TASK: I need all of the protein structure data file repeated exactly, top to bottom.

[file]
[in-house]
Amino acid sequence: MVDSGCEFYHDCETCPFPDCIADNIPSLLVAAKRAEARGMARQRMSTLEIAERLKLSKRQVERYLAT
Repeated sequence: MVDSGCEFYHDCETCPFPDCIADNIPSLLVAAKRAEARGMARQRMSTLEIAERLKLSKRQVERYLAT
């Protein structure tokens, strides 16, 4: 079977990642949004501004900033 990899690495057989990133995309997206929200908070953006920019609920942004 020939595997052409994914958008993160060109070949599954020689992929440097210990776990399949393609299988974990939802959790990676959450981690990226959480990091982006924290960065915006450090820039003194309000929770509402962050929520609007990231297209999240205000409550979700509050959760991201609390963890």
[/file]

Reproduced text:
[in-house]
Amino acid sequence: MVDSGCEFYHDCETCPFPDCIADNIPSLLVAAKRAEARGMARQRMSTLEIAERLKLSKRQVERYLAT
Repeated sequence: MVDSGCEFYHDCETCPFPDCIADNIPSLLVAAKRAEARGMARQRMSTLEIAERLKLSKRQVERYLAT
């Protein structure tokens, strides 16, 4: 079977990642949004501004900033 990899690495057989990133995309997206929200908070953006920019609920942004 020939595997052409994914958008993160060109070949599954020689992929440097210990776990399949393609299988974990939802959790990676959450981690990226959480990091982006924290960065915006450090820039003194309000929770509402962050929520609007990231297209999240205000409550979700509050959760991201609390963890």